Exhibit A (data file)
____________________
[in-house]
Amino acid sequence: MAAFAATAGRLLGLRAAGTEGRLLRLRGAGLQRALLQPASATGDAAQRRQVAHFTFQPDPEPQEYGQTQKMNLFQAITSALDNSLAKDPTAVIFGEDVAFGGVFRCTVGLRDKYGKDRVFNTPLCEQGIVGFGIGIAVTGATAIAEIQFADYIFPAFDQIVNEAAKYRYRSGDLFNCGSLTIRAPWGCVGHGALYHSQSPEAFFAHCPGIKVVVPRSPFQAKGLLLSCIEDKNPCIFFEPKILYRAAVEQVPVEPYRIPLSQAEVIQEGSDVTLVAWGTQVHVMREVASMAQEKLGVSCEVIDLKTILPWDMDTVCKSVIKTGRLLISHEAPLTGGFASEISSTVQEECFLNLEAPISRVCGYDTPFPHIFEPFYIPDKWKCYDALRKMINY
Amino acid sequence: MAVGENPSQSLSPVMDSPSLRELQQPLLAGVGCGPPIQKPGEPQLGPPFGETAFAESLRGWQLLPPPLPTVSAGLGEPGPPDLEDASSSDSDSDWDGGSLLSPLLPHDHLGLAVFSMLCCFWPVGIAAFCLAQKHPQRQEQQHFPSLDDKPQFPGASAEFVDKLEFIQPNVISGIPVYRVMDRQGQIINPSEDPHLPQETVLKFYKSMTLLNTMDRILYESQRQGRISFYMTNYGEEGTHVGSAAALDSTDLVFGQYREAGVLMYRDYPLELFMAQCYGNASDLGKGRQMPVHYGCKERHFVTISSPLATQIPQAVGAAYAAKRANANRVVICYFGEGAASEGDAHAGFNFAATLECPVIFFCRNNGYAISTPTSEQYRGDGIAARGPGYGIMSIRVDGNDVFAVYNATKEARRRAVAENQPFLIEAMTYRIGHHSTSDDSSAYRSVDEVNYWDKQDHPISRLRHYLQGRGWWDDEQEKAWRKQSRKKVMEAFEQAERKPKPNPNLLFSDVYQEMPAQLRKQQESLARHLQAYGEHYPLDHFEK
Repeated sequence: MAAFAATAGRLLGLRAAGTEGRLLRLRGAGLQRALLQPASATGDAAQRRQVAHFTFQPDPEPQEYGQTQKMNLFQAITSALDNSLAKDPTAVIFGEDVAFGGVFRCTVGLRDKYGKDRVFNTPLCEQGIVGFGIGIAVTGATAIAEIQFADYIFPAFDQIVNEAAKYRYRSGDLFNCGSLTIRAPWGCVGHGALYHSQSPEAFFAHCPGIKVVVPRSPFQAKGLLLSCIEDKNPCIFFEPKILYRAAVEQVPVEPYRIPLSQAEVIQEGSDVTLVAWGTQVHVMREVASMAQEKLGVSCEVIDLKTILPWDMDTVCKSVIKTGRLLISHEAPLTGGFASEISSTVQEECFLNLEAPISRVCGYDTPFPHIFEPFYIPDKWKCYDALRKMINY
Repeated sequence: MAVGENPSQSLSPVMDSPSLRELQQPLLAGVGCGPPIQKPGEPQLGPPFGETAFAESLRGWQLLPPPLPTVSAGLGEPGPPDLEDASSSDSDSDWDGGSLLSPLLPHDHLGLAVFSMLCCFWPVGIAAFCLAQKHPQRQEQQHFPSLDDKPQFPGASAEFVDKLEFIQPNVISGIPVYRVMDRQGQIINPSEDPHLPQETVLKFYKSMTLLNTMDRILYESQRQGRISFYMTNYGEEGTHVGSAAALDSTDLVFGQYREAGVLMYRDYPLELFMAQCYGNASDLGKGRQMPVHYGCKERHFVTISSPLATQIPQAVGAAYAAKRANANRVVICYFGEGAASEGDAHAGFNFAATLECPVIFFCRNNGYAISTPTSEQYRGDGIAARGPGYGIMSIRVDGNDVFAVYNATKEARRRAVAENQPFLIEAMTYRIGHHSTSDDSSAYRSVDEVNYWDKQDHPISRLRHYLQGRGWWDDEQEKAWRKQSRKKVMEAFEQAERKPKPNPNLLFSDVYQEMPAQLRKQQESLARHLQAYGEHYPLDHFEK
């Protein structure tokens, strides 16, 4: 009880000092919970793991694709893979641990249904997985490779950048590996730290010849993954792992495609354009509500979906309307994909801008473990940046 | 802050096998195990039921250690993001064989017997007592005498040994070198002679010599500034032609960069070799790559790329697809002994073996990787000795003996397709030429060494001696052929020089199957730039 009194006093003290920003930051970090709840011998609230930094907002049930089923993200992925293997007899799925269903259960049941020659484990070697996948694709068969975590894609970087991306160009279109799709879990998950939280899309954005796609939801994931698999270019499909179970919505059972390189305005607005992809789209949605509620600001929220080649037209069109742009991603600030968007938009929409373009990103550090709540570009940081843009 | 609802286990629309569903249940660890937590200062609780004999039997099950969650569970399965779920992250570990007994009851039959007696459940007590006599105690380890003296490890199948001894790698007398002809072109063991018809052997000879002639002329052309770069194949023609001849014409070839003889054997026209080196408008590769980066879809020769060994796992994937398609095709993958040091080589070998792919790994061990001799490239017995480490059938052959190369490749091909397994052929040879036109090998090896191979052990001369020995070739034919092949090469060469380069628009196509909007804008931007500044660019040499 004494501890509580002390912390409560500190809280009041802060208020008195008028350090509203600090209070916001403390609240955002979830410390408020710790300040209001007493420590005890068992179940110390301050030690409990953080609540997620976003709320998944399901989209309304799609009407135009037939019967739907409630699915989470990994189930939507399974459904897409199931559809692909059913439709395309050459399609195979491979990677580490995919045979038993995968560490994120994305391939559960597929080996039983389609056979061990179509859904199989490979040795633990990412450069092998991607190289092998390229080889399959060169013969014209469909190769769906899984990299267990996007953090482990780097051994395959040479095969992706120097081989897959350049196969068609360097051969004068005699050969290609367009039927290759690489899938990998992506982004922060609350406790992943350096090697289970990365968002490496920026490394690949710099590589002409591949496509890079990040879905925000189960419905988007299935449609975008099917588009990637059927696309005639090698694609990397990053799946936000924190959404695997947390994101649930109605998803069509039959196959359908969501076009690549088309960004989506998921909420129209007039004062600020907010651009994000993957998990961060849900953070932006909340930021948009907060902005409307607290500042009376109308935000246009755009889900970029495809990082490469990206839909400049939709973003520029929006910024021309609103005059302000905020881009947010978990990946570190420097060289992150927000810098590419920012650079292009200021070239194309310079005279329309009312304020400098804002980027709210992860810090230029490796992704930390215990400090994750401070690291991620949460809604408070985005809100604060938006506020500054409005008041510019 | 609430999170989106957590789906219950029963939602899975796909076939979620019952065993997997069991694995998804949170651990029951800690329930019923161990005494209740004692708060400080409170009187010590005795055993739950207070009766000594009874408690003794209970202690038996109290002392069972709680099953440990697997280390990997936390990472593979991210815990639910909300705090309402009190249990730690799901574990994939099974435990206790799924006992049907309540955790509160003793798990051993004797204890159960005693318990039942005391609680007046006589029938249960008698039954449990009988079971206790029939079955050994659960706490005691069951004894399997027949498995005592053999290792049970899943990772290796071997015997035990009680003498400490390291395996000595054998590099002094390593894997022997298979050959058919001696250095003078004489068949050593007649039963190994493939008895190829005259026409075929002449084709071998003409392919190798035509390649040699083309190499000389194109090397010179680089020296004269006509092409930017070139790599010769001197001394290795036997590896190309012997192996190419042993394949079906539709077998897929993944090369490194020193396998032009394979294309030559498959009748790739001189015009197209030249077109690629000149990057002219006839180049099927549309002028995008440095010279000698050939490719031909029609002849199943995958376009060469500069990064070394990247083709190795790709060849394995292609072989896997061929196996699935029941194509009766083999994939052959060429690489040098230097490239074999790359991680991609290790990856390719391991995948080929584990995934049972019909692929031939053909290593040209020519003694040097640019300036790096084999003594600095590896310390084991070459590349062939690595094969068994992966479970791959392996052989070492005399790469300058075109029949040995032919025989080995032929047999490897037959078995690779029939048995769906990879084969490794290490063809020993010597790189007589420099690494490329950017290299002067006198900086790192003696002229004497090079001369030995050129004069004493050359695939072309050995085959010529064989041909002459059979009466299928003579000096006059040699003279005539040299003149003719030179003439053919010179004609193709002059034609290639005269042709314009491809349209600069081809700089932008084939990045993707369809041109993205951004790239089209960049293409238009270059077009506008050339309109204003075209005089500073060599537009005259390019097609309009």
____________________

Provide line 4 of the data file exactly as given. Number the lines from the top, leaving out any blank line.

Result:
Repeated sequence: MAAFAATAGRLLGLRAAGTEGRLLRLRGAGLQRALLQPASATGDAAQRRQVAHFTFQPDPEPQEYGQTQKMNLFQAITSALDNSLAKDPTAVIFGEDVAFGGVFRCTVGLRDKYGKDRVFNTPLCEQGIVGFGIGIAVTGATAIAEIQFADYIFPAFDQIVNEAAKYRYRSGDLFNCGSLTIRAPWGCVGHGALYHSQSPEAFFAHCPGIKVVVPRSPFQAKGLLLSCIEDKNPCIFFEPKILYRAAVEQVPVEPYRIPLSQAEVIQEGSDVTLVAWGTQVHVMREVASMAQEKLGVSCEVIDLKTILPWDMDTVCKSVIKTGRLLISHEAPLTGGFASEISSTVQEECFLNLEAPISRVCGYDTPFPHIFEPFYIPDKWKCYDALRKMINY